Dollar Hits New Low Against Yen Despite Heavy U.S. Buying
Apr. 03, 1995
WASHINGTON (AP) _ The dollar hit another record low against the Japanese yen Monday as currency markets brushed aside a massive rescue effort mounted by the Clinton administration.
Currency traders estimated that the Federal Reserve, acting on orders from the administration, sold Japanese yen and German marks to purchase dollars in a sum estimated at $1.5 billion to $2 billion, possibly a record for Fed dollar purchases.
However, the administration's intervention in currency markets did little more than halt a steep decline in the dollar. In late New York trading, the U.S. currency was still below its levels of last Friday against both the yen and the mark.
Treasury Secretary Robert Rubin confirmed that the United States was buying dollars in a statement issued early Monday morning in which he repeated past assurances that the administration was intent on defending the U.S. currency.
So far, the dollar's troubles have not spilled over into other financial markets. On Monday, stocks were up slightly with the Dow Jones industrial average rising 10.72 to close at 4,168.41. Bond prices posted a strong gain, pushing the yield down to 7.38 percent for the benchmark 30-year Treasury bond.
Investors were encouraged by a report showing weakness in the manufacturing sector that bolstered their belief that the economy was slowing enough to keep inflation in check.
``We acted in the exchange markets overnight out of concern with recent movements in exchange rates,'' Rubin said in a brief statement. ``This administration believes a strong dollar is in America's interests and we remain committed to strengthening the fundamentals that are ultimately important to maintaining a strong and stable currency.''
Rubin's confirmation occurred after the United States through the Federal Reserve joined with the Bank of Japan to buy dollars during trading in Asia. Later with the greenback still under heavy downward pressure, the Fed acted alone to buy dollars during trading in New York.
Traders estimated the United States purchased at $1.5 billion to $2 billion. If the actual figure turns out to be at the high end of traders' estimates, it would be a record, surpassing the $1.6 billion in dollar purchases by the Fed last Nov. 2. The United States last intervened in currency markets in early March.
Despite the aggressive dollar buying by the Fed, the greenback remained under heavy pressure. In late New York trading, $1 bought only 86.13 yen, up slightly from a record low touched earlier in the day of 86.00 yen but still below last Friday's level of 88.55 yen. The dollar was also lower against the German mark.
Since the first of the year, the dollar has lost 13 percent of its value against the Japanese yen and 11 percent against the German mark.
Private economists predicted that the dollar's weakness was likely to continue in spite of periodic dollar-buying intervention efforts by the United States and its allies.
``Intervention is like a Band-Aid,'' said Robert Brusca, an economist at Nikko Securities in New York. ``You can't use a Band-Aid when you need major surgery.''
The dollar's tumble on Monday occurred in spite of the fact that both Germany and Japan cut interest rates last week. Normally, reductions in rates overseas would be viewed as a plus for the dollar because it would increase the attractiveness of dollar-denominated investments for foreigners.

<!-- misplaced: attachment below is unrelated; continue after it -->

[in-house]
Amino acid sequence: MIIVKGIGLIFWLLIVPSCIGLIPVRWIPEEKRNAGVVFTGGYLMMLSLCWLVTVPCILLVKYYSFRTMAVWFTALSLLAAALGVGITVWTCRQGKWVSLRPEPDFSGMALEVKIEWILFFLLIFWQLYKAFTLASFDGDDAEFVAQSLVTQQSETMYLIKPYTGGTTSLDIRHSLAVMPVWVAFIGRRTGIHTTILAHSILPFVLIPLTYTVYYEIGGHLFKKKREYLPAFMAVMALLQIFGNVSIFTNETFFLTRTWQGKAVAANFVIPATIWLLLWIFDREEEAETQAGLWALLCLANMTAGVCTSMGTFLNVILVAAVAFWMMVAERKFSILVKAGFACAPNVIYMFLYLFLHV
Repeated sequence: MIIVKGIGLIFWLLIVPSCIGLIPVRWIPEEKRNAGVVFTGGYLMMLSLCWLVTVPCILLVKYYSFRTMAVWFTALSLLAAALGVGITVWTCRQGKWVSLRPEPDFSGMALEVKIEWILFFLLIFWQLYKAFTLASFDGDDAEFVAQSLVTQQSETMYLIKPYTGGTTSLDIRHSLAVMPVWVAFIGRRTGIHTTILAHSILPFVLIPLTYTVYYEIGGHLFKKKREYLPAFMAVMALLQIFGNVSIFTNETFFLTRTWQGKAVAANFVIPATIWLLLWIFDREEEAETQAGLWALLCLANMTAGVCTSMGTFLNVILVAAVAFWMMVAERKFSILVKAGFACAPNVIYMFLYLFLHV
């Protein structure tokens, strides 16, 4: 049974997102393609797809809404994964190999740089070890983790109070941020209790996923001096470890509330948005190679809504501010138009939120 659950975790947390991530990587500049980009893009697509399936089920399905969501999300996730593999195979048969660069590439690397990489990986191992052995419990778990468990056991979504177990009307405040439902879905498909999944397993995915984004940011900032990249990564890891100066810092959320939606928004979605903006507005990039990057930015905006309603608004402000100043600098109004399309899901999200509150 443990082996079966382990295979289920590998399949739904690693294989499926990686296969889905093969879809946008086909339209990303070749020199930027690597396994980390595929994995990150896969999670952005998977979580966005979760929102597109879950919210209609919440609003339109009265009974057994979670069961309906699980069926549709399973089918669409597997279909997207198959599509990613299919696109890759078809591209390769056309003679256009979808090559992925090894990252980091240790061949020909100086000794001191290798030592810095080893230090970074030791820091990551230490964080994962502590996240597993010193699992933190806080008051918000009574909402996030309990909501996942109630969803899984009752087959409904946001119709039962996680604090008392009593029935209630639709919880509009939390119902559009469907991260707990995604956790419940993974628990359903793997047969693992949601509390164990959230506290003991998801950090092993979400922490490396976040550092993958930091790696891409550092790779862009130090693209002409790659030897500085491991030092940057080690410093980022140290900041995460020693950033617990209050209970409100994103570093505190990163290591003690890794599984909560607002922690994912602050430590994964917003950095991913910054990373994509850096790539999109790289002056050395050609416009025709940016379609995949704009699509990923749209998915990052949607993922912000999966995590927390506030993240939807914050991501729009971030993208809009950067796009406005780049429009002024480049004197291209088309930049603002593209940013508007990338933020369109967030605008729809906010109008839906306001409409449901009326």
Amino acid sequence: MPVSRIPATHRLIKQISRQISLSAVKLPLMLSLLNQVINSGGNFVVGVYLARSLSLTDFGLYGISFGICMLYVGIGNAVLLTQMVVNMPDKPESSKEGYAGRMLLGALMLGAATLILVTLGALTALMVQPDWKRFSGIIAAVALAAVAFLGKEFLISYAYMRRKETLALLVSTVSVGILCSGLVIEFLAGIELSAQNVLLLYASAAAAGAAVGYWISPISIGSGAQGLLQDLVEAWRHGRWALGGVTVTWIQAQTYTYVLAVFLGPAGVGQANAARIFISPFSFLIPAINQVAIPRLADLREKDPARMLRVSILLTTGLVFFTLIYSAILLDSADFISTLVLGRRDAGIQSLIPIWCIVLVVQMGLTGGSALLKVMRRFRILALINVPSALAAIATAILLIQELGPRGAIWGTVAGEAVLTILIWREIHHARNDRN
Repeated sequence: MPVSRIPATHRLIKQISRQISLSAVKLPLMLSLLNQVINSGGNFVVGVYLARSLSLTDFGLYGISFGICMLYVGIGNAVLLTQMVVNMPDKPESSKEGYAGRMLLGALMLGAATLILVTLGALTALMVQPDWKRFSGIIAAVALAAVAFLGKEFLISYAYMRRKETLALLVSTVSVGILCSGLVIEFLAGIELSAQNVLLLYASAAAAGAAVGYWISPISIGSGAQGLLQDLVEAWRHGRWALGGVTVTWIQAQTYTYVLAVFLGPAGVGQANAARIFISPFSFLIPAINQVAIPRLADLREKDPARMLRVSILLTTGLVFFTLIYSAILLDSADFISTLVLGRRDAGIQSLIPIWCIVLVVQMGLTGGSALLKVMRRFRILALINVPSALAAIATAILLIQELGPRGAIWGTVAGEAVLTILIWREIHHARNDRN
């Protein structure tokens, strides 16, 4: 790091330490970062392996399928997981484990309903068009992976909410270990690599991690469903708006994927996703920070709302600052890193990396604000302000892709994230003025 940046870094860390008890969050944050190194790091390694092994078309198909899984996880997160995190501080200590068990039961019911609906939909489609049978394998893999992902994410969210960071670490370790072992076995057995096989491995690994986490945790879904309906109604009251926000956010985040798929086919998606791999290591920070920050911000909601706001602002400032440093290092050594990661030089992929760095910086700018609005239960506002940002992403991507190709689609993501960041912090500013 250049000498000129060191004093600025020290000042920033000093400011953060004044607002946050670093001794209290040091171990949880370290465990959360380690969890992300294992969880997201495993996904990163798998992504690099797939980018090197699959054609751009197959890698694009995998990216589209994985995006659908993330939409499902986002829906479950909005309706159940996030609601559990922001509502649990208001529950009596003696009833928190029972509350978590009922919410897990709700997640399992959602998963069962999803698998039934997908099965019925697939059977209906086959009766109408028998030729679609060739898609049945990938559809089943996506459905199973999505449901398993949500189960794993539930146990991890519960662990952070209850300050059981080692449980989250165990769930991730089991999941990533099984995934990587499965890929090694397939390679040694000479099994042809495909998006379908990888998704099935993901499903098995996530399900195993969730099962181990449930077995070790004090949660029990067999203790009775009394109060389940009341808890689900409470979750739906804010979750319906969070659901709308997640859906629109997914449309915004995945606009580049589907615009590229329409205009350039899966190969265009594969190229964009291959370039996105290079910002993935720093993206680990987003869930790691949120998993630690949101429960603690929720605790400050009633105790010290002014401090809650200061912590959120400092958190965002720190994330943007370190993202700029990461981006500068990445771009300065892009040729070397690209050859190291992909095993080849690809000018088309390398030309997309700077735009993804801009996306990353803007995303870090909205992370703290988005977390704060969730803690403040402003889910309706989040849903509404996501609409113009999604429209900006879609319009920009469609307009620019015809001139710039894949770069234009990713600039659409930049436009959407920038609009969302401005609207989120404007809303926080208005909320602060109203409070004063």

But last week's rate cuts in Germany and Japan and Monday's dollar purchases made little dent in traders' pessimism about the dollar.
Analysts blamed the negative sentiments on a host of factors, including America's huge and growing trade deficit, which must be financed by borrowing from abroad; the continued economic troubles in Mexico, which is America's third biggest export market; and renewed trade frictions with Japan over autos.
``These problems are not going to turn around overnight and this realization has caused a flight to quality in harder currency assets such as the German mark, the Japanese yen and the Swiss franc,'' said Richard Berner, chief economist at Mellon Bank in Pittsburgh.
Critics have seized on the administration's $20 billion rescue package for Mexico as a contributing problem because the Mexican resources are coming from the same $40 billion fund used to support the dollar.
Senate Republican leader Bob Dole of Kansas blamed the dollar's troubles on ``terrible work by the Clinton administration.'' Dole did not elaborate, but he has sought to distance himself in recent weeks from the Mexican rescue effort.
Some analysts attributed recent dollar weakness to a growing belief in financial markets that the Federal Reserve is not going to push interest rates higher in the United States because of widespread signs that the U.S. economy is slowing from a torrid pace set last year.
Without an increase in interest rates in the United States, the unilateral moves by Germany and Japan are not enough to turn around market sentiment, analysts said.
``We will continue to walk a tightrope on the dollar with sporadic intervention and jawboning on the part of officials in the United States, Japan and Germany,'' predicted Allen Sinai, chief international economist at Lehman Brothers in New York. ``This situation is likely to continue until we get a turn in the fundamentals such as an improvement in the trade deficit.''